High Availability for OpenLDAP
Quick Guide to LDAP

High Availability

One of the dangers of centralizing authentication against an LDAP server is that if the server goes down, everything goes down. Single points of failure are not a good thing. To overcome this issue, we utilize redundant servers.

There are many ways to achieve redundancy, but since this is a quick tutorial I will only describe the way I decided to do it.

The primary issue is maintaining consistency between the servers. I took the easy route: one server is read/write and all the other servers are read-only. The read/write server is named ldapmaster, all adds/modifies are sent to this server. The master LDAP server and all of the slave LDAP servers are CNAME'd ldap.mesd.k12.or.us using round-robin DNS. All queries are then sent to ldap.mesd.k12.or.us.

All writes are sent to one server, but reads are available from many different servers. Any of the slave servers can fail without affecting availability. 99.9% reliability can be achieved on LDAP reads, which is required for authenticating users. Writes have a lower reliability, but that's not much of an issue for us since adding users and changing passwords can mostly likely be delayed for a short period of time; in the event of a failure of the master LDAP server, one of the slaves can quickly be reconfigured to be the master.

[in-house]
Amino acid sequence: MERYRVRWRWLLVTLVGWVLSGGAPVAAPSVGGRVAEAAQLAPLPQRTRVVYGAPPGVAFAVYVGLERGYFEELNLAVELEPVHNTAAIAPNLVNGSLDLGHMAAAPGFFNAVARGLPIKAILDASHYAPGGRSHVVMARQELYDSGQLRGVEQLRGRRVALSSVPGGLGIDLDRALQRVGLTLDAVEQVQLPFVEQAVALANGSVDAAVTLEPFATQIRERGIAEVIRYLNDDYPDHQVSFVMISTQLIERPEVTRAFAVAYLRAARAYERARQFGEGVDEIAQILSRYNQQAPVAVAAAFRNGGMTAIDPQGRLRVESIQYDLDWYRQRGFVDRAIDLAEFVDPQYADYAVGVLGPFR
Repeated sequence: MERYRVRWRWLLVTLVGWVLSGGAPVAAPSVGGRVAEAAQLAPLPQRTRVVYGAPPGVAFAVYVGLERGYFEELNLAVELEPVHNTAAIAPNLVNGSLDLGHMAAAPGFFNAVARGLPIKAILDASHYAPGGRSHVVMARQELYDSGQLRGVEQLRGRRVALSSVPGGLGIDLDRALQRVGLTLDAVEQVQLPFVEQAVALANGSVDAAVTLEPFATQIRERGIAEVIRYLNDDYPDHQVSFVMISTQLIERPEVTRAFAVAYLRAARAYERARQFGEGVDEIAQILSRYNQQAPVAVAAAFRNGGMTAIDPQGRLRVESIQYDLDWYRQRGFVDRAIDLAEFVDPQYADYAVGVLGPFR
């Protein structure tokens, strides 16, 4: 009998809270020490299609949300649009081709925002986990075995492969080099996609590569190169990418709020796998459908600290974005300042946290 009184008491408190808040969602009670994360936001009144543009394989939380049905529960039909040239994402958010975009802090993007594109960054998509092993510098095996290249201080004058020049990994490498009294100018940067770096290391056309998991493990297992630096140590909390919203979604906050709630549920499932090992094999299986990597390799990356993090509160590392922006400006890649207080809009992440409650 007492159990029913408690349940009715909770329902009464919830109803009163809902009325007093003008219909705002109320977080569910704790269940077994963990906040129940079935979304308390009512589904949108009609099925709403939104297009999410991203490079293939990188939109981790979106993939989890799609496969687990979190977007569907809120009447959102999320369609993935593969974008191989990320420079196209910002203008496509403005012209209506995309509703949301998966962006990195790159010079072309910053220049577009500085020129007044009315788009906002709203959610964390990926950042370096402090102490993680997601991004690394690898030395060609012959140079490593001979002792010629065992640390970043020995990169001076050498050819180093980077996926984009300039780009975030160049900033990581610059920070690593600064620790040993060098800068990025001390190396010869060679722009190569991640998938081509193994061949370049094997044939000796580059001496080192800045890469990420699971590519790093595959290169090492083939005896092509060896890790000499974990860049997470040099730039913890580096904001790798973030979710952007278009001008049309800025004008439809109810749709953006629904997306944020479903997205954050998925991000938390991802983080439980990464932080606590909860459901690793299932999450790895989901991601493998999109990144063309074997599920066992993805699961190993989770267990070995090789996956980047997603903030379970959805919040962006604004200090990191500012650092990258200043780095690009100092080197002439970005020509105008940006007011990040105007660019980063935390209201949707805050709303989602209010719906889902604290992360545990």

Here's a sample slapd.conf for the master server:

and here's the corresponding slapd.conf for the slave:

As you can see, setting up the master and slaves is very straight forward.

On the slaves, all you need to add is an updatedn entry (typically the same as the rootdn) for the master to bind to and readonly on to make sure that all writes occur on the master.

On the master, you need to add a replica entry for every slave. The replica entry must contain the hostname of the slave(host), the binddn for the slave (same value as updatedn in the slave's slapd.conf), and the credentials required to bind to the slave (same value as rootpw in the slave's slapd.conf). The replogfile specifies where the replication log is stored on the master.

Once you have your master and slaves configured, start up LDAP on all the servers and insert your data into the master server. The data will automatically be replicated to the slaves.

If you already have data entered into your master server and want to add an additional slave: 1) shutdown the master server (or put it in readonly mode), 2) copy the database files (usually /var/ldap/* or /var/lib/ldap/*) to the corresponding directory on the slave, 3) start LDAP on the slave, and then 4) restart LDAP on the master. Once the database files have been copied to the slave, all changes to the master will be automatically be replicated to the new slave.

That's it!

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